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Fight Discrimination

Resolution to aid candidates attacked on basis of race (passed in 2002)

80-20 has a powerful resolution to protect APA political candidates from racist attacks. See below:

Whereas, more racist attacks on APA political candidates will occur, as the number of our candidates and the importance of the offices they seek both increase;
Whereas, there are at least two alleged racist attacks on APA political candidates reported to 80-20 during the 2002 primary (see Footnotes attached below);
Whereas, our candidates under racist attacks are under extreme disadvantage and are often not in the best position to defend themselves;
Whereas, the most severe attacks are often sprung a day or two prior to election time; Whereas, such last minute racist attacks are normally designed by the political consultants working for the candidates although candidates themselves must give the approvals;
Whereas, racist attacks are the most dastardly of negative political attacks that should not be tolerated;
Therefore, be it resolved that 80-20 establishes a investigative committee to look into reported racist attacks on APA candidates and report back, with maximum speed, to the Executive Comm. with recommendations for actions:

In marginal cases, 80-20 may provide support to attacked APA candidates, and

In the worst cases where the racist attacks have clearly crossed the line of decency, 80-20 will (1) help the attacked candidates with its resources so as to win the race out right, (2) aim to defeat the attacker in the next election, if the attacker wins the current election, and (3) greatly publicize the name(s) of political consultant(s) and his/her firm and boycott both, if the person(s) is from an established political consulting firm.

Be it further resolved that
Written notice be given to the steering committee members each time there is a plan to spend $10,000 or more under this authorization; and that 80-20 acts as a passive body in any alleged racist attacks on APA candidates. That is, an APA political candidate and/or his/her campaign organization must file a formal complaint with 80-20, before 80-20 may begin its investigation.

Since the above resolution was publicized, no racist attacks against Asian American candidates had occurred in the 2004, 2006, and 2008 election cycles.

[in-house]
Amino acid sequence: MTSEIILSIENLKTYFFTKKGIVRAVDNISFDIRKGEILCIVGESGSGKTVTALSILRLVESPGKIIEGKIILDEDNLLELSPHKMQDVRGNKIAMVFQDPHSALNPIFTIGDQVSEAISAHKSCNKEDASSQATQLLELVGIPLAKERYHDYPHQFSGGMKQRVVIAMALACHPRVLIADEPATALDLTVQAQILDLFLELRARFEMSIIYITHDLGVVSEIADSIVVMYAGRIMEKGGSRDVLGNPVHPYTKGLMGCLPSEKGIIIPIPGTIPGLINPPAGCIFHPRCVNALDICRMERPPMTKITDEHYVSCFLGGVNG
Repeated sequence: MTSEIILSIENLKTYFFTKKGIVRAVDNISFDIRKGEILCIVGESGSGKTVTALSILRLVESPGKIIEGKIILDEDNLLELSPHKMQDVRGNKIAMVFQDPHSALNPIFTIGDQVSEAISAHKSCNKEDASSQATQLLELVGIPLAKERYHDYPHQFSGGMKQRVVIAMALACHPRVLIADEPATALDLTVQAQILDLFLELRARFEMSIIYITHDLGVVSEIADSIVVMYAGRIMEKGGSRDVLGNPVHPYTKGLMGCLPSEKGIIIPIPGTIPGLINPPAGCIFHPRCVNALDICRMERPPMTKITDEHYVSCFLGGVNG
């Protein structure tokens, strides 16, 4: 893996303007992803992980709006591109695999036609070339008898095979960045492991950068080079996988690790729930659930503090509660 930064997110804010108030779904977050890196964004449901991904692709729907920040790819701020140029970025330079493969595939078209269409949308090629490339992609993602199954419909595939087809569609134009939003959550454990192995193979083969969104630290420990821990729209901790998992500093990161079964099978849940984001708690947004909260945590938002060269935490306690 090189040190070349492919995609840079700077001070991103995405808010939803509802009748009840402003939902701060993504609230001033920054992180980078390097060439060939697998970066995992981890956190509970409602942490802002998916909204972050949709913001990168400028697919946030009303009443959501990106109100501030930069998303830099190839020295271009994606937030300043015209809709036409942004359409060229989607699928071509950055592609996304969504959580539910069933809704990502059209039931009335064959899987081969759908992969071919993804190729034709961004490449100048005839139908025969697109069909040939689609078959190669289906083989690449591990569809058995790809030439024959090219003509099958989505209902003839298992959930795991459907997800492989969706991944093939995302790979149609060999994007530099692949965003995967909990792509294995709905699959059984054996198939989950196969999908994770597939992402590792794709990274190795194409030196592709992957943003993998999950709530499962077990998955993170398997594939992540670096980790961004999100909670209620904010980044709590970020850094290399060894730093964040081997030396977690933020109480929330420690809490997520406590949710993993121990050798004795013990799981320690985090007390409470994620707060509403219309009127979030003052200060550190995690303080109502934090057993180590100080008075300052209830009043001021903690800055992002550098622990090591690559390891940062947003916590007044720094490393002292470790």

All APA candidates are requested to consider finding a way to
nicely make the above resolution known to their opponents. An early preventive measure is usually the best measure.

(1) Cabaldon's race for CA Assemblyman in the 18th Dist.; he lost in the primary. The following report is from Alex Esclamado, an 80-20 Steering Comm. member:

"COUNCILMAN CHRISTOPHER GABALDON, former Mayor of West Sacramento, is running for State Assemblyman in the 18th District. He is the front-runner in Tuesday's Democratic Primary. His two white opponents are slapping him with racist black propaganda in desperation. Among the campaign rhetoric used are: Gabaldon's supporters are from Filipinos who live outside the district; Filipinos are raising questionable contributions from somewhere outside of Sacramento -hinting that the money is coming from the Philippines. All of these are untrue. Gabaldon has proven himself to be a very competent public official and should not be judged "by the color of his skin!""

(2) Alice Lai-Bitker's race in Alameda County as reported to 80-20 by Kate Quick. Alice will be in a runoff with the supposed "attacker" this coming November.

"Here's an alert on a race for County Board of Supervisors in Alameda County, CA which is taking on anti-Asian racist overtones. In the primary, Alice Lai-Bitker, a Chinese-American was opposed by two other candidates, Ralph Appezzato and Tony Daysog (Tony is Filipino-American). Alice is the appointed incumbent - appointed by the members of the Board when her predecessor, Wilma Chan, was elected to the State Assembly. Ralph Appezzato is supported by some pretty heavy hitters. He produced two racist mailing pieces, one with pictures of all the Board of Supervisor Members (one white male, one white female, two African-American males, and Alice) with the line "What color is your supervisor?". It was really about a team-building thing the supervisors had done where the consultant assigns "colors" to personality types, but the double-entendre was clear. The other piece was a listing of predominantly Alice's Asian-American supporters (selected from a list of many supporters, who were quite mixed) which had as its final statement "Is it us or them?"